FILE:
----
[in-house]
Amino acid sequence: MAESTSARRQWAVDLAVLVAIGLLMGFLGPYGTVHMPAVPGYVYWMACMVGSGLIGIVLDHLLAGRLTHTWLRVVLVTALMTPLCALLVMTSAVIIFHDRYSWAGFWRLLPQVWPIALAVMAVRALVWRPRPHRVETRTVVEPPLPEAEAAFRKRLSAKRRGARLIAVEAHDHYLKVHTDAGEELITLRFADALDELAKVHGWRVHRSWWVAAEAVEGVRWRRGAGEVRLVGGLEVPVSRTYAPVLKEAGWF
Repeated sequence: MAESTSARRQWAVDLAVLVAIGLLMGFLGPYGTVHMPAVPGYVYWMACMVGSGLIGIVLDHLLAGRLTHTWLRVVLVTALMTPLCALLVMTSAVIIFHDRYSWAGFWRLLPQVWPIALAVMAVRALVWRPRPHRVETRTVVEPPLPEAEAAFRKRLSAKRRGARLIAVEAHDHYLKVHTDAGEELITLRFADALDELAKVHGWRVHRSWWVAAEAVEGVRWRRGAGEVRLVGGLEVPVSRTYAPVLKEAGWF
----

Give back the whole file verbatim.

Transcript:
[in-house]
Amino acid sequence: MAESTSARRQWAVDLAVLVAIGLLMGFLGPYGTVHMPAVPGYVYWMACMVGSGLIGIVLDHLLAGRLTHTWLRVVLVTALMTPLCALLVMTSAVIIFHDRYSWAGFWRLLPQVWPIALAVMAVRALVWRPRPHRVETRTVVEPPLPEAEAAFRKRLSAKRRGARLIAVEAHDHYLKVHTDAGEELITLRFADALDELAKVHGWRVHRSWWVAAEAVEGVRWRRGAGEVRLVGGLEVPVSRTYAPVLKEAGWF
Repeated sequence: MAESTSARRQWAVDLAVLVAIGLLMGFLGPYGTVHMPAVPGYVYWMACMVGSGLIGIVLDHLLAGRLTHTWLRVVLVTALMTPLCALLVMTSAVIIFHDRYSWAGFWRLLPQVWPIALAVMAVRALVWRPRPHRVETRTVVEPPLPEAEAAFRKRLSAKRRGARLIAVEAHDHYLKVHTDAGEELITLRFADALDELAKVHGWRVHRSWWVAAEAVEGVRWRRGAGEVRLVGGLEVPVSRTYAPVLKEAGWF